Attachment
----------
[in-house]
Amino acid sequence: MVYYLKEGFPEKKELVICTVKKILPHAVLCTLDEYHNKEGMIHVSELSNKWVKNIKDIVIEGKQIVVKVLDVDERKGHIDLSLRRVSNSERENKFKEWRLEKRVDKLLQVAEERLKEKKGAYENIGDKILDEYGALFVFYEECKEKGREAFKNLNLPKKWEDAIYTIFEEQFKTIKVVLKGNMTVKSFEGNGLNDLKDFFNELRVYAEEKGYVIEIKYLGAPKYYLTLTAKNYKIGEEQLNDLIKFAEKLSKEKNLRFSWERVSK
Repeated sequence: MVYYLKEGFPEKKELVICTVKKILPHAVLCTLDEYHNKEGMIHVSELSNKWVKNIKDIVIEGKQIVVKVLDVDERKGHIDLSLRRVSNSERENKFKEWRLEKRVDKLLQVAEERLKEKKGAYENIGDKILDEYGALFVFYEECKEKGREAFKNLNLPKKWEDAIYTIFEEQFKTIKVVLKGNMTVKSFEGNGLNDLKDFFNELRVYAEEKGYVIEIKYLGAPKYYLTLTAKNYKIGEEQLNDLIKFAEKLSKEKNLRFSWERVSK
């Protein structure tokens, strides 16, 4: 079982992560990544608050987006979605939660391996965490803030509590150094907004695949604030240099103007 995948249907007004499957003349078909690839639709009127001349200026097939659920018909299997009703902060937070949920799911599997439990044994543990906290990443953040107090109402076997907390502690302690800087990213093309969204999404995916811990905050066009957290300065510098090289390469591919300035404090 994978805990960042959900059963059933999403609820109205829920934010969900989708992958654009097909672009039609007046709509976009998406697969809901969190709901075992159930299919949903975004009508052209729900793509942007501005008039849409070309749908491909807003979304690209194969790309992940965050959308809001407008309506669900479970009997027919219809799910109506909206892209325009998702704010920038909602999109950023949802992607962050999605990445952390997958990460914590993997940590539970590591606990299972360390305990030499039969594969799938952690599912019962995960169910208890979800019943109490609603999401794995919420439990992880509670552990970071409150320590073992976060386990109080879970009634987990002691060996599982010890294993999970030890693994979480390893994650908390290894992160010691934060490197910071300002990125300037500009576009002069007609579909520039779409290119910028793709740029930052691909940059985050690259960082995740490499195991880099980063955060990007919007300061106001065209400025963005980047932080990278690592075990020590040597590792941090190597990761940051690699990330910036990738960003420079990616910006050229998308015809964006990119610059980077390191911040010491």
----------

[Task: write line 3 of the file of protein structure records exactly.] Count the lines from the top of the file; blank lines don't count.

Repeated sequence: MVYYLKEGFPEKKELVICTVKKILPHAVLCTLDEYHNKEGMIHVSELSNKWVKNIKDIVIEGKQIVVKVLDVDERKGHIDLSLRRVSNSERENKFKEWRLEKRVDKLLQVAEERLKEKKGAYENIGDKILDEYGALFVFYEECKEKGREAFKNLNLPKKWEDAIYTIFEEQFKTIKVVLKGNMTVKSFEGNGLNDLKDFFNELRVYAEEKGYVIEIKYLGAPKYYLTLTAKNYKIGEEQLNDLIKFAEKLSKEKNLRFSWERVSK